17 August (1642)
In the morning we had the Prince Islands southwest of us and Krakatau northwest by north. Our course was southwest by west with the wind southeast. At noon we had the southernmost of the Prince Islands east-southeast from us 5 miles. We calculated our position as 6°20’S, 124°E. In the afternoon we drifted in a calm.
This day we resolved that from Sunda Strait we shall sail 200 miles sout-west by west as far as the 14th parallel and from there, west-southwest as far as the 20th parallel: then we shall sail directly west to the island of Mauritius.
Drifting in a calm means idle men on two ships brought to a standstill on an oily looking sea, and not a bit of wind. Noises are different, the sails slackened, swinging to and fro and totally flabby. They are not brought in, taken down, because the wind is expected to pick up at any time. The heat is unbearable, but Tasman’s men are used to it as they normally live in Batavia.
The position is 6 degrees 20 minutes South, i.e. just below the equator which is latitude zero.The boat’s position is known as they are still within sight of charted land. Tasman decides with his crew which route they will be sailing in order to get to the island of Mauritius. The captain makes a suggestion, the sea and the wind make the decision!
In 1642 captain Tasman is 39 years old. Descartes, a famous French philosopher, his contemporary who lives currently in Holland, is 46. Cromwell is 43. Jean de la Fontaine is 21 and Moliere 20, both French writers to have their names set in History. Rembrandt who is 32, has just finished painting his ‘Night’s Rounds’ that we can see at the Rijkmuseum in Amsterdam. If you get to see this painting one day, have a thought for Abel Tasman sailing away somewhere in the southern seas, looking for a continent.
Who then is this Tasman? …a famous unknown man in this hemisphere but a hero in the Southern Hemisphere. In New Zealand you can’t walk a mile without seeing his name. Besides Tasmania which is an Australian state bearing his name, you will find a Natural Park by his name in the South Island of New Zealand, and even the bit of ocean separating Australia from New Zealand called ‘Tasman Sea’. Hence the usual name of ‘Tasman relations’ for diplomatic relationship between Australia and New Zealand.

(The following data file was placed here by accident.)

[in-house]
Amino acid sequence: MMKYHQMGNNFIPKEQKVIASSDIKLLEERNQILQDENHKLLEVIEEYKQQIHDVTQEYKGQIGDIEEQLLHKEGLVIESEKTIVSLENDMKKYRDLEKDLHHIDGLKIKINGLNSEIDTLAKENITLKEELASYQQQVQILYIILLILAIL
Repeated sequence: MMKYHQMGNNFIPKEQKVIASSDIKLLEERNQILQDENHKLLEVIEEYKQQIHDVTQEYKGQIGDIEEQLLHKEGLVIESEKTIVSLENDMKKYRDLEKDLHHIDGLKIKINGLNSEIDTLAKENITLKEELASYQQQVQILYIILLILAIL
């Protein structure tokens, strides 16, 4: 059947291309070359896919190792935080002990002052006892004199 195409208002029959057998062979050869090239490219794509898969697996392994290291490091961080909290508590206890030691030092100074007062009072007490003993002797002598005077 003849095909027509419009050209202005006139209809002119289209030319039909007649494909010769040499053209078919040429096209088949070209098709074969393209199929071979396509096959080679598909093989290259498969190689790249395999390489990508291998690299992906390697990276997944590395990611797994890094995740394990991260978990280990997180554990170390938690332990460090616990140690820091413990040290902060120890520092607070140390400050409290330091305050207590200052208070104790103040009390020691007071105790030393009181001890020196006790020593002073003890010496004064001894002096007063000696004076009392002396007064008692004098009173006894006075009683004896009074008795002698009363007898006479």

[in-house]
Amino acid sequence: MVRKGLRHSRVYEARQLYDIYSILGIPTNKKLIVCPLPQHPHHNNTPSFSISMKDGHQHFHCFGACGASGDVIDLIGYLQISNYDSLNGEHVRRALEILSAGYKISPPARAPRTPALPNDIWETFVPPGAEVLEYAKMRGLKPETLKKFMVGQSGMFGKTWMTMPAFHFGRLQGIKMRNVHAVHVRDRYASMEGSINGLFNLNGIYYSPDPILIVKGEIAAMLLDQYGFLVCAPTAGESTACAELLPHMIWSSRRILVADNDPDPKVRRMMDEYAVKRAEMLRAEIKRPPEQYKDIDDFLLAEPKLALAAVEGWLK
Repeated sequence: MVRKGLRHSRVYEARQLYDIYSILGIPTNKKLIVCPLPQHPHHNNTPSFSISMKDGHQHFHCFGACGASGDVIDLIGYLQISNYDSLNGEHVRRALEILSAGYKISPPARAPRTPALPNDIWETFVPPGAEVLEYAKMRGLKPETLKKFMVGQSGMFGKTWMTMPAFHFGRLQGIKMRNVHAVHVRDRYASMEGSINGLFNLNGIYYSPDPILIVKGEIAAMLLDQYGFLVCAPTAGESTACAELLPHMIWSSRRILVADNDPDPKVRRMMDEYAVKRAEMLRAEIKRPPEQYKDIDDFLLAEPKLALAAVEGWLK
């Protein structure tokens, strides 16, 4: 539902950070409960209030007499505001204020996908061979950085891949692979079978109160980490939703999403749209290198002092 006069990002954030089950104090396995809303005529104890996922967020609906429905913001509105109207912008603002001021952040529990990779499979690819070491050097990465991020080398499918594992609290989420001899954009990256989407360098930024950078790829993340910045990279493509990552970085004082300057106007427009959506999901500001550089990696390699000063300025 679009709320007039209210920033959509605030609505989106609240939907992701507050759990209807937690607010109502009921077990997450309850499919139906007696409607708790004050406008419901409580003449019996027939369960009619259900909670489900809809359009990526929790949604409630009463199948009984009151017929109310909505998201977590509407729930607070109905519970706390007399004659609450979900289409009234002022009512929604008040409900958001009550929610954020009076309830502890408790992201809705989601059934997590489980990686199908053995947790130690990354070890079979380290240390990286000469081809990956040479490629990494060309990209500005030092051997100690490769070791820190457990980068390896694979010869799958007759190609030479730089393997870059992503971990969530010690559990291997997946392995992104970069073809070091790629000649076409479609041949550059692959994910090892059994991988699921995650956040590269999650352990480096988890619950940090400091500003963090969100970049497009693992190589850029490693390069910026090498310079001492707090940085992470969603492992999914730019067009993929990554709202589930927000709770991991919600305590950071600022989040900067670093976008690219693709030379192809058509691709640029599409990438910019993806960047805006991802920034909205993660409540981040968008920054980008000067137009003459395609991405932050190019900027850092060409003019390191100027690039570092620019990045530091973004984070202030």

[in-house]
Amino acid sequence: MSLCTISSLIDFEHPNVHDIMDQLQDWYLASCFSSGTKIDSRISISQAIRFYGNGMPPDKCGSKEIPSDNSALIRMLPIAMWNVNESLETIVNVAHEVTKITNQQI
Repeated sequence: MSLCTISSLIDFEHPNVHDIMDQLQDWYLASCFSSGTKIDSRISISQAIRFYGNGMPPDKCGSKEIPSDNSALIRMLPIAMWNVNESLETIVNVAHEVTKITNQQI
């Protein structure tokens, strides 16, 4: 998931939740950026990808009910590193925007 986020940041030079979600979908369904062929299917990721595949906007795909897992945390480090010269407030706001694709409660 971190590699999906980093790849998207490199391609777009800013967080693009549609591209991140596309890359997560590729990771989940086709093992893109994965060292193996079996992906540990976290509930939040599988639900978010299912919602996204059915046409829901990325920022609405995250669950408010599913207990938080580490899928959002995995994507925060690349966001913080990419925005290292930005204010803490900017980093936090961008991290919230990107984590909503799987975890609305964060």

Tasman has really existed, in the flesh. He lived his life in the 1600s.
We don’t know much about him, about his life in Holland before he joined the VOC (the Dutch East Indies Company) to explore the southern seas. Born in 1603 in Lutjegast, a village near the city of Groningen in the Netherlands, there is no evidence of his family background and the type of education he received.
For my part, reading and translating his log into French, thus getting slowly familiar with the character, I came to think he comes from a poor but pious family. The simple fact that he was called Abel by his parents tells a lot. This kind of first name typically biblical (of the old testament) rather than the usual Peter or Yann (of the new testament) was in fashion among those who had adopted the new way to be a Christian, i.e. the Protestants. In France at the same time those names flourished and can be found in genealogies among those families who were of the reformed faith. This phenomenon did not last very long in France as repression was intense. But these first names are still in vogue in protestant families in America for instance. Moreover, ‘Abel’ means ‘God’s darling’, or ‘loving God’ equivalent to Theophile in Greek. Young Tasman’s parents didn’t call him that way by chance. He would have grown up, I believe, steeped in biblical culture.
He married, no one knows exactly when, a woman called Claesgie Heyndrix who gave him a daughter called Claesjen. Then he was widowed and married Jannetje Tjaerts in Amsterdam, on 11 January 1632. He was 29 years old and Jannetje was 21. His daughter Claesjen will be brought up by Jannetje with whom he has no other children.
On his marriage certificate it is indicated then that he was a ‘plain’ sailor. A plain sailor does not earn much money, his first wife may have died in labour or from a disease that couldn’t be cured for lack of finance. With his second wife Jannetje, and his daughter Claesjen, he probably wished to make good.
Two years after his second marriage, he joined the VOC. In those days that was the social lift. But, of course, you had to be ready to go, leave wife and kid behind, to risk your life in the colonies. And that’s what he did.